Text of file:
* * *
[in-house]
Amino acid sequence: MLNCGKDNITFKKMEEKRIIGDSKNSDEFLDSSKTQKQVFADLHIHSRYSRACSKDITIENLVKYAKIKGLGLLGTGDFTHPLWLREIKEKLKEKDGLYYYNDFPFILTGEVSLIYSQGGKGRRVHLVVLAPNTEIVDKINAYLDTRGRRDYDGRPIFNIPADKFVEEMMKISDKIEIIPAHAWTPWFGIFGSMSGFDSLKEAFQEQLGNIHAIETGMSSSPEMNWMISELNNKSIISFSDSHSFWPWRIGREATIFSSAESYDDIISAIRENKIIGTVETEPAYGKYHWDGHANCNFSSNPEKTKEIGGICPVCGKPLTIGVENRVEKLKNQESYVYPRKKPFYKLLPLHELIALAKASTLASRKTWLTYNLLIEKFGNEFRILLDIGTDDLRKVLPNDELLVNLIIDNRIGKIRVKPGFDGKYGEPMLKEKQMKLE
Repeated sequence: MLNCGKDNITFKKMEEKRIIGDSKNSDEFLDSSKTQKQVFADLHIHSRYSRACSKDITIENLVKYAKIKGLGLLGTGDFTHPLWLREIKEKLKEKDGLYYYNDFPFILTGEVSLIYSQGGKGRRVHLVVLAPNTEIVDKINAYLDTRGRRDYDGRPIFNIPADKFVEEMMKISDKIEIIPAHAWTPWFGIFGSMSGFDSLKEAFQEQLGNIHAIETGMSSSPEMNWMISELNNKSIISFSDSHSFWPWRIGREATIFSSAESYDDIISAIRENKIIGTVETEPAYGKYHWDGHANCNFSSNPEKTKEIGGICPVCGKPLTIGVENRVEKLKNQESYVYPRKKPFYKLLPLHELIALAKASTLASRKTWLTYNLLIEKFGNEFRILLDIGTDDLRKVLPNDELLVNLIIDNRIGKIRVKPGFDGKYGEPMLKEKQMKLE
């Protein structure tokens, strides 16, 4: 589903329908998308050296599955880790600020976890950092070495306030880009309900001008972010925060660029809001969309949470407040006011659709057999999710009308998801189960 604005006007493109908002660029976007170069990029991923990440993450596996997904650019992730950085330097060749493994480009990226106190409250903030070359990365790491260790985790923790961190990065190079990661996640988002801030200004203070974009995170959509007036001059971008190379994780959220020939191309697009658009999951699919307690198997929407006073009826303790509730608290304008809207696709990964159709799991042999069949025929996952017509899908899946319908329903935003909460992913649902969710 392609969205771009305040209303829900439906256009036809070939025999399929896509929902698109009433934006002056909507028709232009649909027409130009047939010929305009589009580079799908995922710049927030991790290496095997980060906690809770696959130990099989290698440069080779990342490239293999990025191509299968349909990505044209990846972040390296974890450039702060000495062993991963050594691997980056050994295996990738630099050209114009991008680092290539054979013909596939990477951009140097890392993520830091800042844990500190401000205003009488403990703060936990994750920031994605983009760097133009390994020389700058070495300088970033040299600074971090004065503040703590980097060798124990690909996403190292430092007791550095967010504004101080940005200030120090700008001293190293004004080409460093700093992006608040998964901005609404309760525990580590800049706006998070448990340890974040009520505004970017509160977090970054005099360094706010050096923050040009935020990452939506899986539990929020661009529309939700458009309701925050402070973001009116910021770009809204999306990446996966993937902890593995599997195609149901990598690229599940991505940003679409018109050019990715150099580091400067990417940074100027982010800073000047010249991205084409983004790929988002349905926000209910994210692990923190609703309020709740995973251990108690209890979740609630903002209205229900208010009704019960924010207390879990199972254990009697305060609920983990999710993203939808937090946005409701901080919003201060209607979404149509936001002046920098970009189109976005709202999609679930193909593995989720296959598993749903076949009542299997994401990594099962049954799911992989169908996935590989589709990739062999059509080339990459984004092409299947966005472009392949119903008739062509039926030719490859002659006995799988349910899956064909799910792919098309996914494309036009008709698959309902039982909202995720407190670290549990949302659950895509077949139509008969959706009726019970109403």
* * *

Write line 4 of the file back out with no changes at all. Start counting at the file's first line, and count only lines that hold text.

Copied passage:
């Protein structure tokens, strides 16, 4: 589903329908998308050296599955880790600020976890950092070495306030880009309900001008972010925060660029809001969309949470407040006011659709057999999710009308998801189960 604005006007493109908002660029976007170069990029991923990440993450596996997904650019992730950085330097060749493994480009990226106190409250903030070359990365790491260790985790923790961190990065190079990661996640988002801030200004203070974009995170959509007036001059971008190379994780959220020939191309697009658009999951699919307690198997929407006073009826303790509730608290304008809207696709990964159709799991042999069949025929996952017509899908899946319908329903935003909460992913649902969710 392609969205771009305040209303829900439906256009036809070939025999399929896509929902698109009433934006002056909507028709232009649909027409130009047939010929305009589009580079799908995922710049927030991790290496095997980060906690809770696959130990099989290698440069080779990342490239293999990025191509299968349909990505044209990846972040390296974890450039702060000495062993991963050594691997980056050994295996990738630099050209114009991008680092290539054979013909596939990477951009140097890392993520830091800042844990500190401000205003009488403990703060936990994750920031994605983009760097133009390994020389700058070495300088970033040299600074971090004065503040703590980097060798124990690909996403190292430092007791550095967010504004101080940005200030120090700008001293190293004004080409460093700093992006608040998964901005609404309760525990580590800049706006998070448990340890974040009520505004970017509160977090970054005099360094706010050096923050040009935020990452939506899986539990929020661009529309939700458009309701925050402070973001009116910021770009809204999306990446996966993937902890593995599997195609149901990598690229599940991505940003679409018109050019990715150099580091400067990417940074100027982010800073000047010249991205084409983004790929988002349905926000209910994210692990923190609703309020709740995973251990108690209890979740609630903002209205229900208010009704019960924010207390879990199972254990009697305060609920983990999710993203939808937090946005409701901080919003201060209607979404149509936001002046920098970009189109976005709202999609679930193909593995989720296959598993749903076949009542299997994401990594099962049954799911992989169908996935590989589709990739062999059509080339990459984004092409299947966005472009392949119903008739062509039926030719490859002659006995799988349910899956064909799910792919098309996914494309036009008709698959309902039982909202995720407190670290549990949302659950895509077949139509008969959706009726019970109403």